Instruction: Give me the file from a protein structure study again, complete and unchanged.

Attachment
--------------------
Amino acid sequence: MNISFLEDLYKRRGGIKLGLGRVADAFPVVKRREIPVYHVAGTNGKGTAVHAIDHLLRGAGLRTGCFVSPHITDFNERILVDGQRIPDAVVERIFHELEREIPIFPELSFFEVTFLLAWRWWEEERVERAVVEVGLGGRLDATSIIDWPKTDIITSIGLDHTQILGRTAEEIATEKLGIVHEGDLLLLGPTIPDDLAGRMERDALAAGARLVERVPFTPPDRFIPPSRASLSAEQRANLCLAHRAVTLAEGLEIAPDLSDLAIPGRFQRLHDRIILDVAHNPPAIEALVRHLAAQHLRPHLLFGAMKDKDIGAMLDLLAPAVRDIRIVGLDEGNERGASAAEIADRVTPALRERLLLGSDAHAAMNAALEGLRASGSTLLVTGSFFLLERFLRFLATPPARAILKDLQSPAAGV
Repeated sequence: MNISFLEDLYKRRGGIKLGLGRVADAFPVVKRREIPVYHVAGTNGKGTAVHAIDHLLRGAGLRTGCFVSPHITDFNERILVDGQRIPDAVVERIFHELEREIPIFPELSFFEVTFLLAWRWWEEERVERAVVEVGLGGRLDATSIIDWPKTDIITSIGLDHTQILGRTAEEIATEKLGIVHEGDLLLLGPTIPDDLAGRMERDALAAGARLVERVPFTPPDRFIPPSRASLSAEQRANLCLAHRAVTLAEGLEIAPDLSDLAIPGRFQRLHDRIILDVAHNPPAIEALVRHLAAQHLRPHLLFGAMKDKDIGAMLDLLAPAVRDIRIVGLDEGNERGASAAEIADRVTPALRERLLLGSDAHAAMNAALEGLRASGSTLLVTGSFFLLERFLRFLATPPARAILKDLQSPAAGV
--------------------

Amino acid sequence: MNISFLEDLYKRRGGIKLGLGRVADAFPVVKRREIPVYHVAGTNGKGTAVHAIDHLLRGAGLRTGCFVSPHITDFNERILVDGQRIPDAVVERIFHELEREIPIFPELSFFEVTFLLAWRWWEEERVERAVVEVGLGGRLDATSIIDWPKTDIITSIGLDHTQILGRTAEEIATEKLGIVHEGDLLLLGPTIPDDLAGRMERDALAAGARLVERVPFTPPDRFIPPSRASLSAEQRANLCLAHRAVTLAEGLEIAPDLSDLAIPGRFQRLHDRIILDVAHNPPAIEALVRHLAAQHLRPHLLFGAMKDKDIGAMLDLLAPAVRDIRIVGLDEGNERGASAAEIADRVTPALRERLLLGSDAHAAMNAALEGLRASGSTLLVTGSFFLLERFLRFLATPPARAILKDLQSPAAGV
Repeated sequence: MNISFLEDLYKRRGGIKLGLGRVADAFPVVKRREIPVYHVAGTNGKGTAVHAIDHLLRGAGLRTGCFVSPHITDFNERILVDGQRIPDAVVERIFHELEREIPIFPELSFFEVTFLLAWRWWEEERVERAVVEVGLGGRLDATSIIDWPKTDIITSIGLDHTQILGRTAEEIATEKLGIVHEGDLLLLGPTIPDDLAGRMERDALAAGARLVERVPFTPPDRFIPPSRASLSAEQRANLCLAHRAVTLAEGLEIAPDLSDLAIPGRFQRLHDRIILDVAHNPPAIEALVRHLAAQHLRPHLLFGAMKDKDIGAMLDLLAPAVRDIRIVGLDEGNERGASAAEIADRVTPALRERLLLGSDAHAAMNAALEGLRASGSTLLVTGSFFLLERFLRFLATPPARAILKDLQSPAAGV